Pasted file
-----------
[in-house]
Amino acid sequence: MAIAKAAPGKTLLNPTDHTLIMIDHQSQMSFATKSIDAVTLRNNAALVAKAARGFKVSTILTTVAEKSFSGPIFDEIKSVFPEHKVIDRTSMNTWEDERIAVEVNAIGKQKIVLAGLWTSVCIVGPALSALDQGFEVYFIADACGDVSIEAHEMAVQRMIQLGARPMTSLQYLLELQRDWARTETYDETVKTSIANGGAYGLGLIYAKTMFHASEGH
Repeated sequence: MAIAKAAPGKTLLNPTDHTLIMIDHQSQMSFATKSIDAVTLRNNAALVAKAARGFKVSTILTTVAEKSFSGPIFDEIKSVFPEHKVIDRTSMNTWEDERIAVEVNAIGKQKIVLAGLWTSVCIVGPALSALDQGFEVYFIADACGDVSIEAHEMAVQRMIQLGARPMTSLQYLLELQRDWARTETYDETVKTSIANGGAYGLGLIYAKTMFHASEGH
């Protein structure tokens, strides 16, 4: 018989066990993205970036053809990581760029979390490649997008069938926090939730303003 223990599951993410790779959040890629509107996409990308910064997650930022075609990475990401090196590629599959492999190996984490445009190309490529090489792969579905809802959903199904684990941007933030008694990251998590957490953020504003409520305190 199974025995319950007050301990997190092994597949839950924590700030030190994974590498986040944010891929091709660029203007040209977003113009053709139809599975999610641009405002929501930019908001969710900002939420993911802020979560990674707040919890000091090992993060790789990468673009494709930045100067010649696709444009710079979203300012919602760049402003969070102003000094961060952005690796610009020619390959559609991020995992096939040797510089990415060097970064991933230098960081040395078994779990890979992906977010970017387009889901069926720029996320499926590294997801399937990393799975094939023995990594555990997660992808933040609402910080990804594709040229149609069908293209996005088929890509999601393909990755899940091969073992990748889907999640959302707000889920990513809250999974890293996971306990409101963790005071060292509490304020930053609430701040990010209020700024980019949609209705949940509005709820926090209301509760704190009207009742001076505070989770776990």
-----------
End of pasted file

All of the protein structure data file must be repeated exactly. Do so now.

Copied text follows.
[in-house]
Amino acid sequence: MAIAKAAPGKTLLNPTDHTLIMIDHQSQMSFATKSIDAVTLRNNAALVAKAARGFKVSTILTTVAEKSFSGPIFDEIKSVFPEHKVIDRTSMNTWEDERIAVEVNAIGKQKIVLAGLWTSVCIVGPALSALDQGFEVYFIADACGDVSIEAHEMAVQRMIQLGARPMTSLQYLLELQRDWARTETYDETVKTSIANGGAYGLGLIYAKTMFHASEGH
Repeated sequence: MAIAKAAPGKTLLNPTDHTLIMIDHQSQMSFATKSIDAVTLRNNAALVAKAARGFKVSTILTTVAEKSFSGPIFDEIKSVFPEHKVIDRTSMNTWEDERIAVEVNAIGKQKIVLAGLWTSVCIVGPALSALDQGFEVYFIADACGDVSIEAHEMAVQRMIQLGARPMTSLQYLLELQRDWARTETYDETVKTSIANGGAYGLGLIYAKTMFHASEGH
């Protein structure tokens, strides 16, 4: 018989066990993205970036053809990581760029979390490649997008069938926090939730303003 223990599951993410790779959040890629509107996409990308910064997650930022075609990475990401090196590629599959492999190996984490445009190309490529090489792969579905809802959903199904684990941007933030008694990251998590957490953020504003409520305190 199974025995319950007050301990997190092994597949839950924590700030030190994974590498986040944010891929091709660029203007040209977003113009053709139809599975999610641009405002929501930019908001969710900002939420993911802020979560990674707040919890000091090992993060790789990468673009494709930045100067010649696709444009710079979203300012919602760049402003969070102003000094961060952005690796610009020619390959559609991020995992096939040797510089990415060097970064991933230098960081040395078994779990890979992906977010970017387009889901069926720029996320499926590294997801399937990393799975094939023995990594555990997660992808933040609402910080990804594709040229149609069908293209996005088929890509999601393909990755899940091969073992990748889907999640959302707000889920990513809250999974890293996971306990409101963790005071060292509490304020930053609430701040990010209020700024980019949609209705949940509005709820926090209301509760704190009207009742001076505070989770776990």